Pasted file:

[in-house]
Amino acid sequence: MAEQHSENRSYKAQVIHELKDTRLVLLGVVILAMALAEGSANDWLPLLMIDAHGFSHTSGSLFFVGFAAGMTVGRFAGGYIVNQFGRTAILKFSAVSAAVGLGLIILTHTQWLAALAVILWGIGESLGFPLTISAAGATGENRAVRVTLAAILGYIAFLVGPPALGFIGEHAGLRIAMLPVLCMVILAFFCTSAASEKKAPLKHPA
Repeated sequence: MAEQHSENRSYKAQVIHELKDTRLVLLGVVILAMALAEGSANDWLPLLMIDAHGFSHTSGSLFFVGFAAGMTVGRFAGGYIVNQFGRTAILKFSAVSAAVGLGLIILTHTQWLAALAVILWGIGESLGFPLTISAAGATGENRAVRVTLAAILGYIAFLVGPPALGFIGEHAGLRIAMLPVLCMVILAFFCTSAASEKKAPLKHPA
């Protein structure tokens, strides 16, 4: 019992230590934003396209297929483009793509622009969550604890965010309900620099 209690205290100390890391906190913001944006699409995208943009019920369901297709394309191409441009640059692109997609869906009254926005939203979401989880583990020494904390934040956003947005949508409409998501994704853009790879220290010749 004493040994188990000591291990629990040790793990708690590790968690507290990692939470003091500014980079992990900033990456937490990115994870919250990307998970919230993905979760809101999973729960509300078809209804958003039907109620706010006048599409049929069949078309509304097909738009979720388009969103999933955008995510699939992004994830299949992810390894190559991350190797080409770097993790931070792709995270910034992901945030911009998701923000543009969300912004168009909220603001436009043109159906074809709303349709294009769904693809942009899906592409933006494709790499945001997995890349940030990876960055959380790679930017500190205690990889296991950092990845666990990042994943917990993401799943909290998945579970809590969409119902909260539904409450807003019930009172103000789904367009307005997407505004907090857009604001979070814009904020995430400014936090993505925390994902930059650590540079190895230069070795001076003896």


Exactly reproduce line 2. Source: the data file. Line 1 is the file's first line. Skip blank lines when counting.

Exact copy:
Amino acid sequence: MAEQHSENRSYKAQVIHELKDTRLVLLGVVILAMALAEGSANDWLPLLMIDAHGFSHTSGSLFFVGFAAGMTVGRFAGGYIVNQFGRTAILKFSAVSAAVGLGLIILTHTQWLAALAVILWGIGESLGFPLTISAAGATGENRAVRVTLAAILGYIAFLVGPPALGFIGEHAGLRIAMLPVLCMVILAFFCTSAASEKKAPLKHPA